08 Jul PERSONAL LIABILITY OF DIRECTOR OF DEBTS OF A PRIVATE COMPANY
! ! DIRECTORS BEWARE ! !
PERSONAL LIABILITY OF DIRECTOR OF DEBTS OF A PRIVATE COMPANY
It is important for persons that are currently Directors of a Private Company or contemplating taking up a position of Directorship, to establish the circumstances in which such a Director would be liable for the debt of the Company.
THE FOLLOWING GROUNDS HAVE BEEN IDENTIFIED
In the normal course of business, the Company would require credit facilities with either suppliers or financial institutions or both. It is standard operation procedure for a supplier or financial institution to require the Director to sign surety for the Companies due performance of all its obligations.
This immediately leaves the Director in a quandary. A decision will have to be made to establish a clear guideline for a Director, when he/she would sign such surety. On signature of such surety, the Director would be personally liable for the due performance of the obligations (payments) of the debt on behalf of the Company.
This is a matter to be carefully considered and should not be blindly or recklessly entered into. In South African Law, the Courts’ attitude in respect of sureties, are very strict. In any event, by signing surety for the Company, the Director accepts personal liability and it could result in the Directors’ personal assets being attached in execution for the debt of the Company.
In the event that the Director should decide to sign surety, it is advisable that the Director places clear limits on the amount for which he/she accepts. This can be done by limiting the amount of the suretyship or alternatively, limit the time of the suretyship, eg. for a period of 6 or 12 months, thereafter to be renewed in writing.
Sureties, form a very large and important part of the Directors’ liabilities and therefore it should be strictly controlled
FRAUDULENT, RECKLESS AND INSOLVENT TRADING
All Directors have a fiduciary duty in respect of the Company. All prudent and consensus Directors should also not that personal liability may also follow in cases mentioned namely, fraudulent, reckless and insolvent trading. The Director should note the following:
The Director would become personally liable to the 3rd party and or the Company if he/she should breach his/her fiduciary duty by engaging in behaviour transactions that are calculated to defraud a creditor, employee or shareholder;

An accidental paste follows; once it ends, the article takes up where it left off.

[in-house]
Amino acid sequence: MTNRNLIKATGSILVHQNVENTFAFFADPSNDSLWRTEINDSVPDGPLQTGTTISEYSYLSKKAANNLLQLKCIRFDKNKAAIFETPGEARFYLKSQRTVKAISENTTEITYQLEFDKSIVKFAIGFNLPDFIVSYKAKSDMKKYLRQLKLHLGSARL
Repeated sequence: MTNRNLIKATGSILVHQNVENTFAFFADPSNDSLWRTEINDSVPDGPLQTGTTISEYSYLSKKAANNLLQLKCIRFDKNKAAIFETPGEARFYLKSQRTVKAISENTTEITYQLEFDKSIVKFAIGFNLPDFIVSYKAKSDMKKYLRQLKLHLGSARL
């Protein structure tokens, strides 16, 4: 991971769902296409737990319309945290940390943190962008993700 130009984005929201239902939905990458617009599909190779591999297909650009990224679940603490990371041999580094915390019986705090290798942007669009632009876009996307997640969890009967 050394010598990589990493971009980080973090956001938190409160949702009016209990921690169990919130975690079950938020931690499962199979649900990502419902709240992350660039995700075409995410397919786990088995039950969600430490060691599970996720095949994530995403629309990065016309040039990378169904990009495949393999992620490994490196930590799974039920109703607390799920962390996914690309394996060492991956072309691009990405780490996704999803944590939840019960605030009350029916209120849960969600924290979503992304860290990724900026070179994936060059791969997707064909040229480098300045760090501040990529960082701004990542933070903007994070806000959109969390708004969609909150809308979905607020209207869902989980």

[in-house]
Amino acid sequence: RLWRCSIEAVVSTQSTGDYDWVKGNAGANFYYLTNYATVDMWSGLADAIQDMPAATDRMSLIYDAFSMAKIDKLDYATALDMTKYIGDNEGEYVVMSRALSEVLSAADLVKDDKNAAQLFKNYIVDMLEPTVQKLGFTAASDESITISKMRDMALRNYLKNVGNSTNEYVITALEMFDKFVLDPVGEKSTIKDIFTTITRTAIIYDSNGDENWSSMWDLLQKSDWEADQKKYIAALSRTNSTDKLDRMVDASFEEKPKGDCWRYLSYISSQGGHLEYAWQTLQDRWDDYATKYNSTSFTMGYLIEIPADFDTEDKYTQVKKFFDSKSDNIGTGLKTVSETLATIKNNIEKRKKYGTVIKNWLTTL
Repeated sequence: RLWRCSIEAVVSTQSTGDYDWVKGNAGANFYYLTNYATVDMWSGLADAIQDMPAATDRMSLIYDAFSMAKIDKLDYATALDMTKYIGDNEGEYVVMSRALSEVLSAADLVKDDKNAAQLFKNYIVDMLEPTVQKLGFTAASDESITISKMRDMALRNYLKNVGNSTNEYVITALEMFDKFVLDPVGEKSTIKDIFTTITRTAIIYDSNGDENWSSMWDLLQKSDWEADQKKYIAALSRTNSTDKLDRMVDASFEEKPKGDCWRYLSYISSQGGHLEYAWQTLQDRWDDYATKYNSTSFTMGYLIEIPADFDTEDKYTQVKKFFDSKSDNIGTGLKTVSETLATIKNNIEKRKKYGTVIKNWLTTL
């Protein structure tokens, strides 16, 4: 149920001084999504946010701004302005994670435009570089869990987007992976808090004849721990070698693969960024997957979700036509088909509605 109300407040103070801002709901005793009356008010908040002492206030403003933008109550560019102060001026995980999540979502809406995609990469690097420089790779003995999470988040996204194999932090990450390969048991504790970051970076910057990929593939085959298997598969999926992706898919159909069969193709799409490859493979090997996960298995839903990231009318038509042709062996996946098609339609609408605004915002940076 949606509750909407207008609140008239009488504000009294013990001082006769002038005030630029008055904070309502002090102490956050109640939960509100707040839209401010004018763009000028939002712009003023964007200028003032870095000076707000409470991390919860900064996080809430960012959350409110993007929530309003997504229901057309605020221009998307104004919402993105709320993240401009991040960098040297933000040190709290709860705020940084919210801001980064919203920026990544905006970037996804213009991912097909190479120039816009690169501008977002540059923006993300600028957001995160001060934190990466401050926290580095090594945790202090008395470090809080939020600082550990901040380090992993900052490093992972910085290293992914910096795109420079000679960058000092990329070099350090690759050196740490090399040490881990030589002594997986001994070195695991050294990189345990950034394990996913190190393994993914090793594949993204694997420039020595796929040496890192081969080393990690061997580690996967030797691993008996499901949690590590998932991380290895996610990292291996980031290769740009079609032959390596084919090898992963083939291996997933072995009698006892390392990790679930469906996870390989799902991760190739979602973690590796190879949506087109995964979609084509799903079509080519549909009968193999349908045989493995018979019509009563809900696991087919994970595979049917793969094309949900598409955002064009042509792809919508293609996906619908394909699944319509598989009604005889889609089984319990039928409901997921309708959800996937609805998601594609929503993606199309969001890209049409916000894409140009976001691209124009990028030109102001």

The Director would also be personally liable if he/she should fail to exercise due care and skill in the execution of his/her duties. The loss suffered by the Company, would be recoverable from the Director.
The Director would also attract personal liability in circumstances where the Director allows or consents to trading in insolvent circumstances. If the Company’s liabilities exceed assets or alternatively increases where the Director realizes or ought to have realized that it would be impossible for the Company or unlikely that the Company would be able to repay the newly acquired or existing debts or trade creditors.
The Director incurs personal liability if he knowingly signs, consents or authorize the publication of financial statements that are false or misleading.
Section 77 of the Company Act of 2008, also enumerates various other circumstances, in which Directors would be personally liable for the debt of the Company
In conclusion, the Company, although it is a separate legal entity, it has to function via Directors and any party that wishes to act as a Director, needs to be aware of the duties that is being placed on the Director to avoid the personal liability in consequence of the provisions of Section 77 of the Companies Act 2008.
It is recommended that all parties that contemplate in acting as a Director or is already acting as such, obtains professional advice to avoid unforeseen and unwanted consequences.